The recently approved sale in federal bankruptcy court of the Dyer Mountain property should not affect the county’s ability to collect the failed four-season resort’s past due $3.3 million tax bill.
Lassen County Treasurer/Tax Collector Richard Egan said, “We haven’t been paid the taxes, and we haven’t seen the documentation of the sale.”
But according to Egan, the property taxes, penalties and interest owed to the county should be the first debt to be paid as part of the bankruptcy process.
Egan said the county has already paid the state, schools and special districts their share of the unpaid taxes through the county’s Tax Resources Fund. In exchange for those advanced payments — made as if the taxes had been paid — the county is able to keep all the penalties and interest from the past due tax debt. Egan said the amount of the interest and penalties is about $1 million, and that money should be immediately available to the county once it’s paid.
The past due property taxes — about $2.3 million — make up the remainder of the past due tax debt.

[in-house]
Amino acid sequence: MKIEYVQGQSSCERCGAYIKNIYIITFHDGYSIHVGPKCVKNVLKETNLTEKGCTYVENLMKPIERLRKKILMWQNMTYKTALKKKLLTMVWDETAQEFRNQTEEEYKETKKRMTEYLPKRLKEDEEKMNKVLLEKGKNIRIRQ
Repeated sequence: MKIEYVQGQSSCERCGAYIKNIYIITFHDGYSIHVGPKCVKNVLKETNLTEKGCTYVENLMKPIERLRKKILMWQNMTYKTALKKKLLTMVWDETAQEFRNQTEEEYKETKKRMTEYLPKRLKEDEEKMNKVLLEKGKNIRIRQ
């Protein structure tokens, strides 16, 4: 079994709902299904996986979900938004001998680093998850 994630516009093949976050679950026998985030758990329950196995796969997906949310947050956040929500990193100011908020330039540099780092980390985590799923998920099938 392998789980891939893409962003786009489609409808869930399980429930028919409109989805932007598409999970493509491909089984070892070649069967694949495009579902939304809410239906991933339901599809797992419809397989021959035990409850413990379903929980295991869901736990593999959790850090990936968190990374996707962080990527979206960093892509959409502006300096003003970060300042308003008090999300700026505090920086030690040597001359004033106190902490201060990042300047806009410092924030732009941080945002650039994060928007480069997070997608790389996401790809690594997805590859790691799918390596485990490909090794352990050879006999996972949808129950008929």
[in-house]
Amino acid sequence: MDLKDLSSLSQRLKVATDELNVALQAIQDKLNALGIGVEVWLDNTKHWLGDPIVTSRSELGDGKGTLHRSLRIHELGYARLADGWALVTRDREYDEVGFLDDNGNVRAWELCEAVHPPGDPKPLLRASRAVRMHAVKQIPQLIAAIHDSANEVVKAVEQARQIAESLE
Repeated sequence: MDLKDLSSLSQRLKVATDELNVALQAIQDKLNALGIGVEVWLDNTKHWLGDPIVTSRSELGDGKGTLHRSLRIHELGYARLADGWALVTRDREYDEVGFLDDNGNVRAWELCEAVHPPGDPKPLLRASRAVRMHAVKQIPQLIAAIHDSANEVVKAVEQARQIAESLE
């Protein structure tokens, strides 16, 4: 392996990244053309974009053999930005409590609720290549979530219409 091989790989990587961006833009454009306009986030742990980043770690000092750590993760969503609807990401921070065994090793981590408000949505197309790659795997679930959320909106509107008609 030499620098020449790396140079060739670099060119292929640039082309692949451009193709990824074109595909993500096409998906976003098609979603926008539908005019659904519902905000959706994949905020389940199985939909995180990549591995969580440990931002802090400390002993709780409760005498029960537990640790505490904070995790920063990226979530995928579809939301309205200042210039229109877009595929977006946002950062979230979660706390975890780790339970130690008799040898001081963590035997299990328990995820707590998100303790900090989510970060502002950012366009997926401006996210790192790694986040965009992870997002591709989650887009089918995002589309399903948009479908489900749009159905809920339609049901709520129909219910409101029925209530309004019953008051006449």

FRC rodeo to open arena for anyone brave enough
This cowboy holds on for dear life during last year’s saddle bronc riding portion of the rodeo clinic at Feather River College. For the third year, FRC’s rodeo...Read More...
New class plans paddle fest
Quincy locals try out some human-powered boats at last year’s Plumas Paddle Fest, presented by the Outdoor Recreation Leadership program of Feather River College....Read More...
Fishing Report for the week of 4/18/2014
Robert Paulson, of Meadow Valley, holds up the 23-pound Mackinaw he caught at Bucks Lake on April 6. Photo submitted